3.3 You have not provided candid explanations of the factors or criteria which you have considered important on the proposal you are consulting on.
3.4 The appointment of members of the judiciary is one of the major tools through which the judicial system and fraternity can be transformed. Furthermore, the appointment of members of the judiciary should be aligned with, and espouse constitutional values such as equality and the rule of law.
3.5 To this end, I wish to remind you of section 174(2) of the Constitution on the appointment of judicial officers which provides that:
“The need for the judiciary to reflect broadly the racial and gender composition of South Africa MUST be considered when judicial officers are appointed.”
3.6 The word “must” (as opposed to the word “may”) in this particular instance is peremptory, therefore meaning that you have no discretion to deviate from the factors mentioned therein, more so that the majority in the Constitutional Court are males and the Chief Justice is a male.
3.7 This, together with your non-compliance with the factors alluded to i.e. the absence of the consideration criteria employed and candid explanation for considering Justice Zondo, questions the constitutionality of your rationality, albeit at a supposedly pre-decision stage.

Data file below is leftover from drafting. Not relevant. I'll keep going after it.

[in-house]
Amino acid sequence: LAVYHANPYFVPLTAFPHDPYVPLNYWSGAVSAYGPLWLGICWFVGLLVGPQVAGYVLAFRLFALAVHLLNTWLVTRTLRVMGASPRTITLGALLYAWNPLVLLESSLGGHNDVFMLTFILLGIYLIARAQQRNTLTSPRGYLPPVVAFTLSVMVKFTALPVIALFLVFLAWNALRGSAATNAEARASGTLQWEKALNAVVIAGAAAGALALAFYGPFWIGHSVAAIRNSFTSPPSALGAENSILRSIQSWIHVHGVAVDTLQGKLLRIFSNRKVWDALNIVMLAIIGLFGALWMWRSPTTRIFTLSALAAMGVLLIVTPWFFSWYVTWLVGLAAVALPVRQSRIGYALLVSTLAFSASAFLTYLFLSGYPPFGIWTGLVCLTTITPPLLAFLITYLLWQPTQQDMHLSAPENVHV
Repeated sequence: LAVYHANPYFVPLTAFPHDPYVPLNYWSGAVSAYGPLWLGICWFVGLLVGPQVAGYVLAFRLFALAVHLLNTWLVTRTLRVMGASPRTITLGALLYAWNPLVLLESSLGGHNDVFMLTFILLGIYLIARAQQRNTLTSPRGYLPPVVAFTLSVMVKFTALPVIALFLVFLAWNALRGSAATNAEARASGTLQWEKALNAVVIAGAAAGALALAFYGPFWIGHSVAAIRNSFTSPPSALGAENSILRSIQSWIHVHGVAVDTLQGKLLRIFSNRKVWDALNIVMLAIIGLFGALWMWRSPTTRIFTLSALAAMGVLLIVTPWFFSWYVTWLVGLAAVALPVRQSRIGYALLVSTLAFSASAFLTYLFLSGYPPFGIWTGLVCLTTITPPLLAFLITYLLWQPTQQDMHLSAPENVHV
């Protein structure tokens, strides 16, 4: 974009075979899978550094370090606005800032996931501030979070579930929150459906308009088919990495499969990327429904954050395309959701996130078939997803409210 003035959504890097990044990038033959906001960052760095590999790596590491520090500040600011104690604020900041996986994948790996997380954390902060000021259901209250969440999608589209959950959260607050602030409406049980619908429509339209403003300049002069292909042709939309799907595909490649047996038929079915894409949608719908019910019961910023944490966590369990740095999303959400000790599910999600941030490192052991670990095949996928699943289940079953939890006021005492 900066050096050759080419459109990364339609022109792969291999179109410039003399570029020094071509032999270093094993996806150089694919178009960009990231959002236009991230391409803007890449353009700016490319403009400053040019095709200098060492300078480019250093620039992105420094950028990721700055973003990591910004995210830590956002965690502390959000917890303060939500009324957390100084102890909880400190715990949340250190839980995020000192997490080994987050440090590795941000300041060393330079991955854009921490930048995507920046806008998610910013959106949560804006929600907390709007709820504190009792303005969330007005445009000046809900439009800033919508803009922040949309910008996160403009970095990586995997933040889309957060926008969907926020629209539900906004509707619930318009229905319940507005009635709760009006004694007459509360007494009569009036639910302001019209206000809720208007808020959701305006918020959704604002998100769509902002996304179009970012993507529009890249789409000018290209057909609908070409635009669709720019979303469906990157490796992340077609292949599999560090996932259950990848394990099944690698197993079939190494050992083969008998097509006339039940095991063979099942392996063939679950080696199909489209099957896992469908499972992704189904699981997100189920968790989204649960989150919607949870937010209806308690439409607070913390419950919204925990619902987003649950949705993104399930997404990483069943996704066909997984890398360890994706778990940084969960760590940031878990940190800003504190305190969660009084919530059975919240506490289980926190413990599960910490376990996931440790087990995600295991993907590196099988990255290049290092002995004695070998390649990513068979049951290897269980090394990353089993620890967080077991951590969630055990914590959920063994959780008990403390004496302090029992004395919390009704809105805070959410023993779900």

3.8 In the absence of any explanation, as is the case, I am left with no option but to conclude that your decision to appoint Justice Zondo is anti-women empowerment and development in that it directly overlooks a senior, seasoned black woman, Justice Bess Nkabinde with sufficient experience and is already acting in the position of Deputy Chief Justice.
3.9 When you, Mr. Zuma spoke about women leadership of our country, and that South Africa is ready to be led by a woman, we did not realise that this was limited to your ex-wife, Nkosazana Dlamini-Zuma. Justice Bess Nkabinde is a capable black woman who also deserves us to show confidence in her and as a result, in all black women.